A

For years there was a warehouse of some kind, maybe it was a garage, that was next to the Hell's Angels New York Headquarters on 3rd St. between 1 & 2 Ave. The Angels have been there at least 20 years or more and occupy the entire building. Just this past year the garage or whatever it was next door to them was torn down and in it's place was built a NYU Law School Dorm!

My sister used to live across the street from the Angels' HQ around '90 or '91. Contrary to first expectations, they were a great crowd to have nearby, and actually added to the sense of community. One of the safest blocks in the area, and they would host open block parties on the street in the summer. I met a couple of em one time and they were just cool cats, digging on sickles, beer, and fun. Since a few of them were always hanging out outside, if they knew you they'd be real friendly, or even do things like watch your car while you doubleparked to run in and get something. I was afraid you were gonna say their place got torn down! But anyway, it actually does seem like a sensible spot for a dorm.

Apologies for extending a tangent from the topic.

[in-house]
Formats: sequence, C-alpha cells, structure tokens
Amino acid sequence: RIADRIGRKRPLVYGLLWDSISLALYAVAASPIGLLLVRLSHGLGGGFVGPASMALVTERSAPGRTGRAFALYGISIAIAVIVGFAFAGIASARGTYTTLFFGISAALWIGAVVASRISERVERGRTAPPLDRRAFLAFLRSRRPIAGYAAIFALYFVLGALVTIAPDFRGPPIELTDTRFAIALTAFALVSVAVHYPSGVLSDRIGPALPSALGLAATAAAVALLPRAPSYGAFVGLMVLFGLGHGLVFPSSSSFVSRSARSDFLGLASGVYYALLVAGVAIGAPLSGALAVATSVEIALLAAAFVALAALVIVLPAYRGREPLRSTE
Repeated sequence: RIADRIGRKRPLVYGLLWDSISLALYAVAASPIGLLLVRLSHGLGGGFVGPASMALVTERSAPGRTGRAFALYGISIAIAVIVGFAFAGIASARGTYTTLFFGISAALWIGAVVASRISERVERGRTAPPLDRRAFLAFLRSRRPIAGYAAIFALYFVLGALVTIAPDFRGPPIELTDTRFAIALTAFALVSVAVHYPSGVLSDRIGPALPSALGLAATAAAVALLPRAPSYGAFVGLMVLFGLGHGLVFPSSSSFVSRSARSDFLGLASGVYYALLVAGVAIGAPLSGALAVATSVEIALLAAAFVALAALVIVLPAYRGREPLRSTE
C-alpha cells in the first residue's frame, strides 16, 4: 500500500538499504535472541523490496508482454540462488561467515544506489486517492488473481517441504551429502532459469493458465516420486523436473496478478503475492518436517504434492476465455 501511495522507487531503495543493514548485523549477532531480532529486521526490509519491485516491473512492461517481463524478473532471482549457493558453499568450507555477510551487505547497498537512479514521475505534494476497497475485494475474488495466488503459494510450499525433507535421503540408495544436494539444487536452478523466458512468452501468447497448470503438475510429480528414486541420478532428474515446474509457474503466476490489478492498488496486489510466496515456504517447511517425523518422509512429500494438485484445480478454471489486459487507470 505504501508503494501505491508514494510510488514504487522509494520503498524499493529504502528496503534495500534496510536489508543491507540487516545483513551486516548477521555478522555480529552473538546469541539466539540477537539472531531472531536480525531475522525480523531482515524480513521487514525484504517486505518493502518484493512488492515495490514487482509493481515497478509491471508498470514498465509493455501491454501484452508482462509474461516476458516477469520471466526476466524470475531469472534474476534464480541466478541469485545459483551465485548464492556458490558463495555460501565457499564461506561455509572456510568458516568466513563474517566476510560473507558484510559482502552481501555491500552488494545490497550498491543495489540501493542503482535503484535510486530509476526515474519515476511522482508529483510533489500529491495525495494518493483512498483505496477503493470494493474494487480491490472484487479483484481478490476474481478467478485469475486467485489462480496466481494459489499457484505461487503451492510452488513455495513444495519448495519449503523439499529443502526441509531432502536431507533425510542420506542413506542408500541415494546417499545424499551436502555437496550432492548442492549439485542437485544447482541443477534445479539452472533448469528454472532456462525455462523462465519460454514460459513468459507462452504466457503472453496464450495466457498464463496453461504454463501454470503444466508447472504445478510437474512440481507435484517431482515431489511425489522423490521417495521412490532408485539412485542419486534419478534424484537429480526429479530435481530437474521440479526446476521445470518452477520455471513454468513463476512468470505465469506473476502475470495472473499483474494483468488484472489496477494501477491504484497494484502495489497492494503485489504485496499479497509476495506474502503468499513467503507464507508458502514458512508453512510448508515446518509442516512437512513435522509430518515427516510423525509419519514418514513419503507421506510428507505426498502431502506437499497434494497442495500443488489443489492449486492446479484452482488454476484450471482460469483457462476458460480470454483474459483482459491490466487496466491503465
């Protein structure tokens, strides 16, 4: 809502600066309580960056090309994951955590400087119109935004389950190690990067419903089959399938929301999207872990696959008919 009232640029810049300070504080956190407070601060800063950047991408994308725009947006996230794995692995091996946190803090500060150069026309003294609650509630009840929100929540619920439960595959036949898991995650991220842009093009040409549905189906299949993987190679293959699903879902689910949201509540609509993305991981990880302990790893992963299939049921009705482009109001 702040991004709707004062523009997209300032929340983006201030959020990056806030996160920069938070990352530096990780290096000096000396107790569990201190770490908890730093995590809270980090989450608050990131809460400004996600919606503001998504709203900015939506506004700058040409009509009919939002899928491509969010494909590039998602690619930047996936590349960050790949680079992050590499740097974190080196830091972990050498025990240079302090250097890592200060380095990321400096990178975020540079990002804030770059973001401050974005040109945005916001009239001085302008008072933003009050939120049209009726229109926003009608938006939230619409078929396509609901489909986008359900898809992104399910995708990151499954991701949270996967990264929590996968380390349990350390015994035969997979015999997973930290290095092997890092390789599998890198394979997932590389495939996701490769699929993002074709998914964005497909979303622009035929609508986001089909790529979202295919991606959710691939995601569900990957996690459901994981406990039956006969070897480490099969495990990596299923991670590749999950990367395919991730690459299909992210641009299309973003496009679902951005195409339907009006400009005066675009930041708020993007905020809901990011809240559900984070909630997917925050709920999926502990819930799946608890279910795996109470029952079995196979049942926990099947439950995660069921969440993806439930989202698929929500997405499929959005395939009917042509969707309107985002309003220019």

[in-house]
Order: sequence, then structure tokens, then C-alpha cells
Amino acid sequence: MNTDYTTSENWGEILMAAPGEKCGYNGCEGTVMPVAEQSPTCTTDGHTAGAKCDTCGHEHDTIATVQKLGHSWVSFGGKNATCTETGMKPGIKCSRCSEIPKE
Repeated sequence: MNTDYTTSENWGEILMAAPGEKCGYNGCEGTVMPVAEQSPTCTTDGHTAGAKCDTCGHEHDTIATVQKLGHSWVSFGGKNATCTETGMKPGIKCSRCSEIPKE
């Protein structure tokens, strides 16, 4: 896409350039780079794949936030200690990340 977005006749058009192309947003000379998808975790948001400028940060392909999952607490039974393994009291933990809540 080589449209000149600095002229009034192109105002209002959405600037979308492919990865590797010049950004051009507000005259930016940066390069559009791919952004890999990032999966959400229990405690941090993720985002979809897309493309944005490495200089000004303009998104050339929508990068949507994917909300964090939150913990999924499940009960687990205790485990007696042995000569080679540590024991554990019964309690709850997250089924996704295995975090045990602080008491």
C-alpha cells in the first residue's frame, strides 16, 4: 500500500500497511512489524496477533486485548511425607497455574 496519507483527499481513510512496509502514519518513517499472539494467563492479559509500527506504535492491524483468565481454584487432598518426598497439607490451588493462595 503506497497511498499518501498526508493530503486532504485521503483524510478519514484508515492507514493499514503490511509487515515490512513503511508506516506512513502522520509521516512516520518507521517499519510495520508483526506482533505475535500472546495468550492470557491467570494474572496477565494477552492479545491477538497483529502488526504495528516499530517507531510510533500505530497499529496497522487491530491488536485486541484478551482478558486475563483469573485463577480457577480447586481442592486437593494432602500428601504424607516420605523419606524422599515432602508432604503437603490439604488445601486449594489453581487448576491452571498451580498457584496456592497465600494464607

-Randy

My sister used to live across the street from the Angels' HQ around '90 or '91. Contrary to first expectations, they were a great crowd to have nearby, and actually added to the sense of community. One of the safest blocks in the area.

I have heard the exact same. They do keep the block safe. I'll never forget one night, maybe about 16 or 17 years ago my friend and I were walking home late on a Saturday night about 4 AM and some guy was taking a leak on the sidewalk directly across the street from the HA-HQ steps away from another spot where they parked their bikes. Wrong place, wrong time. As the guy was in mid-stream one of the Angels happened to be coming around the corner on his bike and without even stopping the engine he jumped off the bike, chased the guy down the block and even managed to nail him once in the head with his bike helmet. The urine guy got away with only that but it was like...whoa dude...watch where you're peeing!

S

In 2003 the folks from doowop contacted me about having Hukilau there in New Jersey. I looked into it, but basically, I didn't have the ability to go up there and research what places would work and get it all taken care of, so the idea was scrapped.